DVD, DVD, how do I love thee?
Let me count the ways … Perhaps you have not experienced the joy that is the DVD.
If so, change that immediately.
The DVD is to video what a brand new Porsche is to an old Model T.
Last year the world was treated to the screen adaptation of J.R.R. Tolkien’s odyssey “The Lord of the Rings: Fellowship of the Rings.”
But don’t despair if you missed it on the big-screen.
Thanks to the ingenuity and power of DVD, you don’t have to live with the guilt of missing it first-run.
Plus, DVD is giving you a double whammy.
With Fellowship of the Rings you have two choices to pick from, the DVD edition recently released in August and a “Special Extended Edition” DVD in November.
Fellowship of the Rings is a fantasy movie.
Elves, wizards and humans run around fighting with swords, battling goblins and behaving very pre-industrial revolution.
Even if you’re not an avid gamer of “Dungeon’s and Dragons” or have never read the book on which the movie is based, don’t be concerned.
Neither is required.
Straight from the start, Fellowship of the Rings grabs your attention.
Shot in New Zealand, it is a visually stunning piece of cinematography.
New Zealand, with snowy peaks and green valleys, is a perfect double for Tolkien’s mythical Middle-earth.
Massive sets were constructed to create elven villages, hobbit towns and human castles.
The cast is flawless.
Elijah Wood stars as humble-hobbit Frodo Baggins, who is challenged with guardianship of the most evil and powerful ring imaginable.
Delivering one of her sexiest performances in history is Liv Tyler as Elven Queen Arwen, which can only be compared to Cate Blanchet’s talented ability to bring Galadriel’s, elf queen of Lothlorien, character to life.
Orlando Bloom and Viggo Mortensen as Legolas, the archer, and the exiled Prince Aragon are lead by the noble wizard Gandalf, played by Ian McKellan.
Screen-legend Christopher Lee completes the movie as the evil Saruman, doing three-times the villainy he did in Star Wars: Episode 2.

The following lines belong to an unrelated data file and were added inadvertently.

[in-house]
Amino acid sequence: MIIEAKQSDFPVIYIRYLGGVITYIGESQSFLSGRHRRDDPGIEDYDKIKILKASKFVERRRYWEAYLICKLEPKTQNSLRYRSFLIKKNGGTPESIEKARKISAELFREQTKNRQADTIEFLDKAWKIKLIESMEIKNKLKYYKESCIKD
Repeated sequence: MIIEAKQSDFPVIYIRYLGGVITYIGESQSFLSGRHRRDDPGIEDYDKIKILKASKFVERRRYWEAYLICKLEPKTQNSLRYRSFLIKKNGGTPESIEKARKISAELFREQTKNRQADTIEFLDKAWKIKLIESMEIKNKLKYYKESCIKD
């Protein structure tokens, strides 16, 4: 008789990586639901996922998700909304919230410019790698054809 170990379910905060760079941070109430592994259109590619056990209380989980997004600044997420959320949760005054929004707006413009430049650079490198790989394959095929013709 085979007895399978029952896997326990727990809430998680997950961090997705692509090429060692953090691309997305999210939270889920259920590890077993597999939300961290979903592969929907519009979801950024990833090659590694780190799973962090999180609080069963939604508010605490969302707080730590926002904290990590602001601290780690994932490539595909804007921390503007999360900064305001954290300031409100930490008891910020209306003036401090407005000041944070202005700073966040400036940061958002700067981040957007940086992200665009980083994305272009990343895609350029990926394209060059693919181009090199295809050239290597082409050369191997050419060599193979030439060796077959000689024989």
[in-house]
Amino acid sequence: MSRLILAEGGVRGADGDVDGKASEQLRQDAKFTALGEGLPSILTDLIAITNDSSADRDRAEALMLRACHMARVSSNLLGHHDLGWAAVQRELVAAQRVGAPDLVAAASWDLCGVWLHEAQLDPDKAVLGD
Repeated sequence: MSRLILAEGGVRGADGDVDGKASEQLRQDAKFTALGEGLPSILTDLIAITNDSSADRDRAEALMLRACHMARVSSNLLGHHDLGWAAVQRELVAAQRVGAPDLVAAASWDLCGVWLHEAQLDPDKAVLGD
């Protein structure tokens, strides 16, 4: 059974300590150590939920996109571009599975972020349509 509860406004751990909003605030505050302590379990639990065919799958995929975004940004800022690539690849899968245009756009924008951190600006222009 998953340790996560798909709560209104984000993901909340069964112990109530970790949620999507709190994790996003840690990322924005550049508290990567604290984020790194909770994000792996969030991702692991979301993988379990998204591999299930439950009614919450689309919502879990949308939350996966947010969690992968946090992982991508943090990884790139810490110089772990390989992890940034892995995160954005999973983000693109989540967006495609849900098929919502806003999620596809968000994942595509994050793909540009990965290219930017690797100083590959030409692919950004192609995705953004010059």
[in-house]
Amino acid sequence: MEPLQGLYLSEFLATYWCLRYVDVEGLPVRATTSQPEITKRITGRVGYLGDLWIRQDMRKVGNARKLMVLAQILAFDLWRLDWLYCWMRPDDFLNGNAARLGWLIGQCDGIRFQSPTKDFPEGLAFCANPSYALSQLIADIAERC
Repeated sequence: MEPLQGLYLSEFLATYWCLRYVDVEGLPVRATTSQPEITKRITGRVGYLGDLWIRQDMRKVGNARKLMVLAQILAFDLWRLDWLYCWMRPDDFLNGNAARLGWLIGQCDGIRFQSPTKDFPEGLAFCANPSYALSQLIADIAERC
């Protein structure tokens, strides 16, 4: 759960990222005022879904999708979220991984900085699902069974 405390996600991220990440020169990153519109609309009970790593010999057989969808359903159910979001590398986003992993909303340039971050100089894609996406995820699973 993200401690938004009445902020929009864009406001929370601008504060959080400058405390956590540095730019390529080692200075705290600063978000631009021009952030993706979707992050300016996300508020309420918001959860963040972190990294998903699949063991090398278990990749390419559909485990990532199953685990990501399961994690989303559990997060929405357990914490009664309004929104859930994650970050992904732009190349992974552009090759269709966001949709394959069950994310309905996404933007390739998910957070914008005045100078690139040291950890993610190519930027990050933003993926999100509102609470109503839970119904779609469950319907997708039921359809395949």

Speaking of Star Wars: Episode 2, Fellowship of the Rings is also a movie steeped in computer-generated images and animation.
But unlike Episode 2, you don’t notice it.
Director Peter Jackson put in many long hours to blend the fantasy elements into the lush background.
The special effects do not detract from the movie.
Fellowship of the Rings carried home an Oscar for visual effects, as well as for make-up and cinematography.
The movie benefits from an Oscar-winning score composed by Howard Shore; with The London Philharmonic, the New Zealand Symphony and Enya all mixing together to provide a powerful movie soundtrack.
The haunting and majestic instrumentals are key to the movie’s much-acclaimed success.
After being blown away by disc one, the second disc offers almost 3 hours of extras.
Production secrets, behind the scenes footage, theatrical trailers, cast and crew interviews, and music videos are all featured.
The second disk even offers a sneak preview at the sequel, The Two Towers.
As previously mentioned, a “Special Extended Edition” DVD will be available in November.
A unique version of the movie is offered, incorporating over 30 minutes of additional footage.
This package will be two disks as well, and will include documentaries and commentaries that delve deep into how the fictional Middle-Earth came to life in the movie.
As of date, no DVD can compare.
So this weekend, when Barbershop is sold-out, treat yourself to a date with my fave DVD.
Take a chance on The Lord of the Rings: Fellowship of the Rings, a movie that won four Oscars has to be worth one weekend night.
You won’t be disappointed.
Matthew Ray can be reached at firstname.lastname@example.org.